Chapter

Cover Poole's Casebook on Contract Law

8. Mistake  

Robert Merkin KC, Séverine Saintier, and Jill Poole

Poole’s Casebook on Contract Law provides a comprehensive selection of case law that addresses all aspects of the subject encountered on undergraduate courses. This chapter considers the area of ‘mistake’. The law distinguishes between several types of mistake. Some mistakes (‘agreement mistakes’) prevent formation of an agreement. These mistakes are common mistakes (where the parties are at cross-purposes) and unilateral mistakes (where one party is mistaken and the other knows or ought to know this, e.g. unilateral mistake as to identity). The chapter also looks at document mistakes and specifically rectification of a written document to reflect accurately what the parties in fact agreed, and the plea of non est factum (‘this is not my deed’). Finally, a contract having no contractual allocation of risk and made under the same mistaken assumption may be void for ‘common mistake’ if the mistake is so fundamental that it ‘nullifies’ consent. This is known as ‘initial impossibility’ because the impossibility already exists when the parties agree to the contract. This chapter deals with common mistake and initial impossibility, contractual risk allocation, and the theoretical basis for the doctrine of common mistake. It discusses categories of fundamental common mistake, including res extincta, and assesses the legal effects of mistakes as to quality made by both parties. The chapter concludes by considering the relationship between common mistake and frustration.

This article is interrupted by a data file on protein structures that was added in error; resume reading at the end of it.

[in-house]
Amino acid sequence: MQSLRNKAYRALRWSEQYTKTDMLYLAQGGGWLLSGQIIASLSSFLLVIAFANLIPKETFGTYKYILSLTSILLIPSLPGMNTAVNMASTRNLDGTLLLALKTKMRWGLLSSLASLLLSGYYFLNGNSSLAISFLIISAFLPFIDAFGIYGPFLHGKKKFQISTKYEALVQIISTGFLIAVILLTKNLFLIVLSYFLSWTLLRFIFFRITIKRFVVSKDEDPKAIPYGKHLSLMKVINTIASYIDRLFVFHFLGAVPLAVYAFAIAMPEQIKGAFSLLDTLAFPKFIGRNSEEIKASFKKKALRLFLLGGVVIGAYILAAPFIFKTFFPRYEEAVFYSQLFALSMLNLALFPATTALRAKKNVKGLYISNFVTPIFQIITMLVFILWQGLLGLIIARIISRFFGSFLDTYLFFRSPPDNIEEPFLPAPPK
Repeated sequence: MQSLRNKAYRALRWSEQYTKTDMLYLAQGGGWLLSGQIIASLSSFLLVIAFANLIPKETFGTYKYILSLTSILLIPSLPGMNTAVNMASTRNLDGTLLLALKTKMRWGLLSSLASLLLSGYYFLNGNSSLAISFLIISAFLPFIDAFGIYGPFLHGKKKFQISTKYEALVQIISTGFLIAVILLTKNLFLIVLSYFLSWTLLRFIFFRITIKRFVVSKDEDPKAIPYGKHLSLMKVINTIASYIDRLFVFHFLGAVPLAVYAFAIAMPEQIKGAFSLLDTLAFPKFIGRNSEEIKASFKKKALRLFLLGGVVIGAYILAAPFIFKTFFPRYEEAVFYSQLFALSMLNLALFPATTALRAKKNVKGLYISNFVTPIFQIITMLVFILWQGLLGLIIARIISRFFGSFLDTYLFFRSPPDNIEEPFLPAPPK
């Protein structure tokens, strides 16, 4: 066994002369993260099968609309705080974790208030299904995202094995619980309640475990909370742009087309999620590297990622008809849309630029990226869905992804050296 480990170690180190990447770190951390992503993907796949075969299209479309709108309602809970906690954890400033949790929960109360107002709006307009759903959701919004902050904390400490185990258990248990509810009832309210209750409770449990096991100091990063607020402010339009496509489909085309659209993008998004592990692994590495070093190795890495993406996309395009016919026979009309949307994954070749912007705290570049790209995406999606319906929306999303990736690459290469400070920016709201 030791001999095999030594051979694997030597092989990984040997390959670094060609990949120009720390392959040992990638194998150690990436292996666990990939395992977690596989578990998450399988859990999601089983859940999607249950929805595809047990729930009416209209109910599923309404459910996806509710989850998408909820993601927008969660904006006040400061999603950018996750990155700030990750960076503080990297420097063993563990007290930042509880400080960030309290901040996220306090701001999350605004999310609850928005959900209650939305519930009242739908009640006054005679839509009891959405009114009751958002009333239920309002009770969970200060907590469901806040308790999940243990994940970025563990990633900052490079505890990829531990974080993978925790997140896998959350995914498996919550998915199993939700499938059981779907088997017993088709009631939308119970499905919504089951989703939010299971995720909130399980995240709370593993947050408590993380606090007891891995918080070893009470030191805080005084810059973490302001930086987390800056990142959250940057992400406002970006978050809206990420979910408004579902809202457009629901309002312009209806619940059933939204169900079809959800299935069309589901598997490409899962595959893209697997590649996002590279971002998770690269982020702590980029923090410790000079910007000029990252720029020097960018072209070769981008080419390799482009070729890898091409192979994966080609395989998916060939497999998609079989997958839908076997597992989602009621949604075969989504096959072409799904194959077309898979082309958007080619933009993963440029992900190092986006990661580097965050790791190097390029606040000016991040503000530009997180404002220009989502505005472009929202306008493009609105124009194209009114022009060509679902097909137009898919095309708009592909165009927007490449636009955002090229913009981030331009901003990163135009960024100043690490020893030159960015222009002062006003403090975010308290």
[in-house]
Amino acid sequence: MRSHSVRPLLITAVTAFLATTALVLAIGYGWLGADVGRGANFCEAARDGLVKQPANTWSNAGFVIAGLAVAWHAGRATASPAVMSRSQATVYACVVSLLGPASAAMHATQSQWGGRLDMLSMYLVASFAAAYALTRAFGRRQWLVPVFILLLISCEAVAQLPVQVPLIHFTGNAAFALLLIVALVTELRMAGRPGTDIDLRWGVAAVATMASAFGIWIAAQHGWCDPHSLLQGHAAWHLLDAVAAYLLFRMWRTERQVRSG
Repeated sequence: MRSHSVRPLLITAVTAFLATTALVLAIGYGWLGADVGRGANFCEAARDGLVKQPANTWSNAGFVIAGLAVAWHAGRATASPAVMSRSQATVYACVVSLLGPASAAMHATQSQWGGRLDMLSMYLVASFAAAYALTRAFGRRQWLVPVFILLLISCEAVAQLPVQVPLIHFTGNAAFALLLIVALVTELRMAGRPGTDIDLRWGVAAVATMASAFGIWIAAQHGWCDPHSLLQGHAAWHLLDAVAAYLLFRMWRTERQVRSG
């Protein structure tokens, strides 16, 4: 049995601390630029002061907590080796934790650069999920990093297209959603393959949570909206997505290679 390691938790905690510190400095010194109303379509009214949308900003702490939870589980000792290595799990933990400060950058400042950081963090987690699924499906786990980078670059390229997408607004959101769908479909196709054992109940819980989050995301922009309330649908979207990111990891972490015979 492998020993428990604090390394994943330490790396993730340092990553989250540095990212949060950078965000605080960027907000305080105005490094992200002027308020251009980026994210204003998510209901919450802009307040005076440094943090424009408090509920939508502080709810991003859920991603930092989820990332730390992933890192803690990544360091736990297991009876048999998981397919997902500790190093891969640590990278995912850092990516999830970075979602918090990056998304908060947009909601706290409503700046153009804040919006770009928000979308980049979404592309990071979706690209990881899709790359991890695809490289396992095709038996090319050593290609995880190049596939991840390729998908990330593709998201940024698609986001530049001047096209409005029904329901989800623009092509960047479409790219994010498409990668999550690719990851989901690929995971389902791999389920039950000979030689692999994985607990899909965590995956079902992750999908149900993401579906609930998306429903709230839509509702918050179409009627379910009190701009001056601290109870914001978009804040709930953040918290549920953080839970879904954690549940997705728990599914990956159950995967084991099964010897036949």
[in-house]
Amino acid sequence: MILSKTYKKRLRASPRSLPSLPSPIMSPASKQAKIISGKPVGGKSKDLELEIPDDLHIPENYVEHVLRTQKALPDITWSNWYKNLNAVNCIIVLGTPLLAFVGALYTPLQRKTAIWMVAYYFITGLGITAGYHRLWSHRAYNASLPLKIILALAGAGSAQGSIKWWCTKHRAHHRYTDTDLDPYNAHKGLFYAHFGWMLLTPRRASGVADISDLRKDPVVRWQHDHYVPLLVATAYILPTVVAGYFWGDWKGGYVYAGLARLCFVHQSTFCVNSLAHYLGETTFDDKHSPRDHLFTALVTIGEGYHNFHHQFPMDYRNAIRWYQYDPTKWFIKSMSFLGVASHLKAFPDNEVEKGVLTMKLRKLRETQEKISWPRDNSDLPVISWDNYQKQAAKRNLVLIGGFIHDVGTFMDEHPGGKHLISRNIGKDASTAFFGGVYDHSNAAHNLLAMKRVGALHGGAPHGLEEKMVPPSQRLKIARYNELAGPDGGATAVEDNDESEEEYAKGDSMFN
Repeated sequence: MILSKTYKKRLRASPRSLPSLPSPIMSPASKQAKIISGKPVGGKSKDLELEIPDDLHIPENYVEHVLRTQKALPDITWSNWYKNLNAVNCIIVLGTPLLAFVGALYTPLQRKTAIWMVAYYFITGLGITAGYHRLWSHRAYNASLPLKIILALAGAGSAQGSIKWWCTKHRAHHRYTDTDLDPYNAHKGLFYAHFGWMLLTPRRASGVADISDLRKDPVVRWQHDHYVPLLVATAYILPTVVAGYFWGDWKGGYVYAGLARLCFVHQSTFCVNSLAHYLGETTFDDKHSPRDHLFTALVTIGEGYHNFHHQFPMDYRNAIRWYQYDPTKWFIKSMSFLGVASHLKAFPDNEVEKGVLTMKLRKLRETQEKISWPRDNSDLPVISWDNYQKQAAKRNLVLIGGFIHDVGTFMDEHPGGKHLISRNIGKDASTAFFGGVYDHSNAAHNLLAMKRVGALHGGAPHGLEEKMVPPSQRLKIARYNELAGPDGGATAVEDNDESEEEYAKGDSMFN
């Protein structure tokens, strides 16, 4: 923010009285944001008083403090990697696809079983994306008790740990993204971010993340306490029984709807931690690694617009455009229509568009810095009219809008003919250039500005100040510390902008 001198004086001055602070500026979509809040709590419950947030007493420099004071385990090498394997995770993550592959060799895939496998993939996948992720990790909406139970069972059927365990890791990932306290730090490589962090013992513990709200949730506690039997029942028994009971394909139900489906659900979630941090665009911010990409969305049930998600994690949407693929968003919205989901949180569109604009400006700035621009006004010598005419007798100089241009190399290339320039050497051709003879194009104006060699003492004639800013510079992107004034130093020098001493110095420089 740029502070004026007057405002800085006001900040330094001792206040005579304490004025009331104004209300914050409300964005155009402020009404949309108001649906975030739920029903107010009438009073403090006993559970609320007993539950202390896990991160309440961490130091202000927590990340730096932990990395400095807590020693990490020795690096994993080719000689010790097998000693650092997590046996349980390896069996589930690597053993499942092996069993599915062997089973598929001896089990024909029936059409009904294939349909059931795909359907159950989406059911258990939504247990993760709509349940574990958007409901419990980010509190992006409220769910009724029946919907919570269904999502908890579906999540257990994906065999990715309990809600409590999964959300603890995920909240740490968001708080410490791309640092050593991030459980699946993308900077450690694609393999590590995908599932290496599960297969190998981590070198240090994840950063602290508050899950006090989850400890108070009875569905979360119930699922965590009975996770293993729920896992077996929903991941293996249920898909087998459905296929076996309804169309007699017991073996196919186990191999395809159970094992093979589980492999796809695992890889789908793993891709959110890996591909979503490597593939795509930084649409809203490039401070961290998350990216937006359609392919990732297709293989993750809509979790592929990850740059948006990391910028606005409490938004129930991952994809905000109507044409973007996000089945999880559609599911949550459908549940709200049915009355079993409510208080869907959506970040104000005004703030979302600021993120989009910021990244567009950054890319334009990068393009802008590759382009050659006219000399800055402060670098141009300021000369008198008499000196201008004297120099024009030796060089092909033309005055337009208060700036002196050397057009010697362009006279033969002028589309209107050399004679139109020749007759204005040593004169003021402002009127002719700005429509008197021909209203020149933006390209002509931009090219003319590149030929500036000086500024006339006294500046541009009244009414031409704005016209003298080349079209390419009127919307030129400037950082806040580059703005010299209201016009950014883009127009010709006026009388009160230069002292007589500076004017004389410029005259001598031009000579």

Chapter

Cover Contract Law Concentrate

8. Contractual impossibility and risk: frustration and common mistake  

Each Concentrate revision guide is packed with essential information, key cases, revision tips, exam Q&As, and more. Concentrates show you what to expect in a law exam, what examiners are looking for, and how to achieve extra marks. This chapter examines the law’s response to events that render performance of the contract impossible for reasons beyond the control of the contracting parties, and so provide an excuse for non-performance. The default legal doctrines—common mistake (initial impossibility) and frustration (subsequent impossibility)—may come into play in instances of impossibility of performance only where there is no express or implied allocation of the risk of the event in the contract. These default doctrines determine what is to happen to the existing and future obligations of the parties.